is used to hint screen readers on how a specific node and all its descendants should be read out loud. It is especially
useful to handle icons which don't have inner semantic meanings. This attribute has a React Native prop equivalent, namely
accessibilityLabel, which serves the same purpose.
On the other hand,
informs the screen reader of the target element nature and how a user might interact with it.
This attributes roughly maps to React Native
prop, although the set of allowed values slightly differs.
See all supported roles and their mapping
Remember that a majority of interactive elements will not be rendered by this library. You must change their
content model to
block in order for them to be rendered.
Nevertheless, those interactive element models are already shipped with the appropriate
The new Transient Render Engine will from now on translate both attributes to their React Native counterparts.
<a> tags now receive an
accessibilityRole="link" prop when their
attribute is non-empty. To link that part with model enhancements seen in
the previous section, let's see now how we could set an accessibility
extending the HTML model:
method can now take a generator function. Pretty convenient to merge
Because of a React Native
Text elements are not accessible, which means that the screen reader will not
be able to identify
<a> tags as links when grouped with other textual
elements. Below is an example:
Luke Walczak from Callstack explains how to circumvent this issue in a great post. Unfortunately, this workaround cannot be genericized and we will have to wait for an upstream fix.
Enhanced Accessibility for
<img> tags have been accessible since the Foundry beta. But the accessibility
props were set after the loading was complete. We have found that changing
accessibility annotations on the fly can degrade aural
experiences and have provided a fix.
accessibilityRole="image" will be set for
<img> only when either
aria-label attribute is present.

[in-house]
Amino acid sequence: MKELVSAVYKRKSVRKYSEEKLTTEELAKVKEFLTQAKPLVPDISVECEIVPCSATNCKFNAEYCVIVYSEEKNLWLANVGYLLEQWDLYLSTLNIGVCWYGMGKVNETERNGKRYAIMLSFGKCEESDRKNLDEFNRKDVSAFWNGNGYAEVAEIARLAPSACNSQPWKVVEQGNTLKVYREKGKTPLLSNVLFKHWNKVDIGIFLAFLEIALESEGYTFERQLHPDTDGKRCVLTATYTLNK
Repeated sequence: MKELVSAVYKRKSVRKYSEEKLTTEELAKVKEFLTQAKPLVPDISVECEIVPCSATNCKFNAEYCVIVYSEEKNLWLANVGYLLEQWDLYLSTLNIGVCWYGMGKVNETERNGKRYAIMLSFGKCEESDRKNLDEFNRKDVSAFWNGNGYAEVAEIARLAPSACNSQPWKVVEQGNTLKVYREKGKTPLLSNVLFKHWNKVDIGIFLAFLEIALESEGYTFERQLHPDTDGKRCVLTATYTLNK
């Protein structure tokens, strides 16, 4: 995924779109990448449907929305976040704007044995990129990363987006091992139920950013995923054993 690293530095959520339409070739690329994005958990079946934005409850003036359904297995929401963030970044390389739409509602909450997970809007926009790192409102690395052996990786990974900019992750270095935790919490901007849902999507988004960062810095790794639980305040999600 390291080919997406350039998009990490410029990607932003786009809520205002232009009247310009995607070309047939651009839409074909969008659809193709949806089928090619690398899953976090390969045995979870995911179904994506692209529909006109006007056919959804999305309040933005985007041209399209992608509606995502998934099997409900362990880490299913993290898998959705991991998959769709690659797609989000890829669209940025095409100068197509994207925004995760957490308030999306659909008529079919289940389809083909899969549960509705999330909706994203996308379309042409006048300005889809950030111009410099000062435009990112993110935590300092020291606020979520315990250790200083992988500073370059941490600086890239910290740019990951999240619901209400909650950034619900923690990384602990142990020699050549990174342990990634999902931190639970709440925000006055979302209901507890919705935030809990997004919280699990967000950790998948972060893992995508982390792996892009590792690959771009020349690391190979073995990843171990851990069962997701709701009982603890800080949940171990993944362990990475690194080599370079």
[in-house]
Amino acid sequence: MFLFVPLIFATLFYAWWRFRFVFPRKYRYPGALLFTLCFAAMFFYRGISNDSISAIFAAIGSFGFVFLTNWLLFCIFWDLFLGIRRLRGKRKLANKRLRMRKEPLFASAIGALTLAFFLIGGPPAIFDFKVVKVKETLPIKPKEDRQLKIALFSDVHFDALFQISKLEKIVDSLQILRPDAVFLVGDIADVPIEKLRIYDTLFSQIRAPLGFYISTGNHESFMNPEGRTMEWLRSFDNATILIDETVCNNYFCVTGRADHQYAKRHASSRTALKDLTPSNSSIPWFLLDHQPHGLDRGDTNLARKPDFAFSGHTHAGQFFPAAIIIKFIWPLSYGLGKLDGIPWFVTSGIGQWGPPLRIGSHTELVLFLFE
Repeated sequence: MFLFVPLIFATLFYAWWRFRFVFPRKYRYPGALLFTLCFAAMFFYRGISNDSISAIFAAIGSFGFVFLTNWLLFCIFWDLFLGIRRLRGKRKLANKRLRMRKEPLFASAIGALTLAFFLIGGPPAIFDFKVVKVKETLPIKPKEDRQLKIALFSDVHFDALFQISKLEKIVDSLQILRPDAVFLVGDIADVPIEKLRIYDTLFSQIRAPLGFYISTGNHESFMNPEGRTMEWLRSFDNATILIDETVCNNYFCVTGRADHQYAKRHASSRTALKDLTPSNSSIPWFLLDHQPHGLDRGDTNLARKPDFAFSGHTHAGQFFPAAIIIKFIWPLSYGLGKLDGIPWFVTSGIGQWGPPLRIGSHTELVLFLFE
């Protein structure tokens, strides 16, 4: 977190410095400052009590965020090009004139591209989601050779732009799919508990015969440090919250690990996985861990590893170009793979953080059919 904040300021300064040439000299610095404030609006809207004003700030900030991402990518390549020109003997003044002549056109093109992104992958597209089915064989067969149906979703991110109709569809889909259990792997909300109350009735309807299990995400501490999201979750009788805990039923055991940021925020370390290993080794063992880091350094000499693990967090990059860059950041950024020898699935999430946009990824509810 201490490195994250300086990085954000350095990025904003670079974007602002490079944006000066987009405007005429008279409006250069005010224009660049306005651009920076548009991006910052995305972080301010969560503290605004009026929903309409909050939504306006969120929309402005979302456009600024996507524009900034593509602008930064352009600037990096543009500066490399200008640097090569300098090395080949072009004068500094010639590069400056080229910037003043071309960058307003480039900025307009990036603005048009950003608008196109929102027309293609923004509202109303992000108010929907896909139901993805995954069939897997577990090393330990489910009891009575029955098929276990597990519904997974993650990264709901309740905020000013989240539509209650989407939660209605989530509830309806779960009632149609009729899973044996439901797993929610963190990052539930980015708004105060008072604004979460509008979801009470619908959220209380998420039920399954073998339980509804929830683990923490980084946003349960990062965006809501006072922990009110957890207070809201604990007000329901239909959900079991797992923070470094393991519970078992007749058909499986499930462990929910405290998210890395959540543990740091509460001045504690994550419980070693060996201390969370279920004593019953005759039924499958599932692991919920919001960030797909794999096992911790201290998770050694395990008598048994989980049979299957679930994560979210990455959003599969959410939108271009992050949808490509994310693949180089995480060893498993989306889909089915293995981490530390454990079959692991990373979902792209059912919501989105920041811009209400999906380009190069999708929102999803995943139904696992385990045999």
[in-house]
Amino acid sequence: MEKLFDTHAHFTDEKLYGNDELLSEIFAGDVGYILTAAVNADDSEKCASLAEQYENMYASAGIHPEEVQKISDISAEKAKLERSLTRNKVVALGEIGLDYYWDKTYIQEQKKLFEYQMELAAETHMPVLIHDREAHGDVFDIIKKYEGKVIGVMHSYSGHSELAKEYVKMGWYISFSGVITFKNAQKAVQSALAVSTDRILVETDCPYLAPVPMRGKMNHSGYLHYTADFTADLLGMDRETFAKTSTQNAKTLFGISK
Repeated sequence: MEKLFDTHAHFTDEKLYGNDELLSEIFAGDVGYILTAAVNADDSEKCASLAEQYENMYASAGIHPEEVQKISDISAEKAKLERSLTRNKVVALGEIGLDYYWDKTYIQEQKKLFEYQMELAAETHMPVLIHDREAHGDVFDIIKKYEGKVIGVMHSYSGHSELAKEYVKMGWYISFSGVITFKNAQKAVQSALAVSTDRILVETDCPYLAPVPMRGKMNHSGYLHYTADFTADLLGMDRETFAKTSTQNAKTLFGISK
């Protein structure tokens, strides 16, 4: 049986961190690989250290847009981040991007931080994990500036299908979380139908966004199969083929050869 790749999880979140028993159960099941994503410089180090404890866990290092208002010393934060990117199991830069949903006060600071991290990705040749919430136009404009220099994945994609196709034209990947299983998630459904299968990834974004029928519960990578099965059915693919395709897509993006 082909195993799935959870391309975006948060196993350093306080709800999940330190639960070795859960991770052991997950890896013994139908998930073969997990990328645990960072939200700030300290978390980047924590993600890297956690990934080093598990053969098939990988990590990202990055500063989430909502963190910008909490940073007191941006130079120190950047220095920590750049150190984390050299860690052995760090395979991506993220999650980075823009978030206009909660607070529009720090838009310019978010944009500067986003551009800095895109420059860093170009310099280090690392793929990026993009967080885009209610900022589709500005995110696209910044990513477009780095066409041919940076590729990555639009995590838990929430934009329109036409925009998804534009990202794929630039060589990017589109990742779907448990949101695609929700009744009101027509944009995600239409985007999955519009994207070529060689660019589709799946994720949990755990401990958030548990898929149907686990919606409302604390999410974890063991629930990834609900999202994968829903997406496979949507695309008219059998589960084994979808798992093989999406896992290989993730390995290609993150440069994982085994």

React Native has a “header” accessibility role which screen reader users depend
on widely to identify quickly the content hierarchy of a screen. Until this
react-native-render-html did not pass the appropriate role to
user-select CSS property#
With the new Transient Render Engine featuring React Native prop generation, it
has become very easy to pass the
selectable prop to React Native
components based on the presence of
user-select CSS property. Usage example:
Please not that this is not full support. The TRE will map
user-select: none; to
any other value to
I didn't publish a release notes post for this version; I'm catching up here! From now on, I will try to write up a post for each minor and major release.
This recommended prop allows consumers to circumvent a bug in the Foundry
release where line breaks (
<br>) would be printed erroneously, such
as at the end of a paragraph. Its default it yet
false to avoid introducing
breaking changes but it will be enabled by default in the next major
Read the complete explanation for this prop in the textual content guide.
This recommended prop allows to circumvent a React Native
bug where empty
elements would be printed as ghost lines of fixed height (around 20 dpi). Its
default it yet
false to avoid introducing breaking changes but it will be
enabled by default in the next major release.
Read the complete explanation for this prop in the textual content guide.
A function prop which allows to generate HTTP headers for
remote resources. It currently works with
<iframe> tags (since version 2.6 of the
See for example how it can be used with images in the image content guide.
true by default, makes the React rendering layer bypass grouping
TPhrasing nodes which have only one child. It is best understood by
example. For instance, the following HTML snippet:
will produce the below Transient Render Tree:
which by default rendering rules, would be translated to the below React render tree:
bypassAnonymousTPhrasingNodes prop is
true (the default),
the render tree will be simplified to:
This behavior is preferred for many reasons. The most simple one is that it
simplifies the render tree. The less React elements there are, the best it is
performance-wise. Moreover, there are a lot of React Native bugs related to
Text nodes, so this simplification limits the number of occurrences
of those bugs.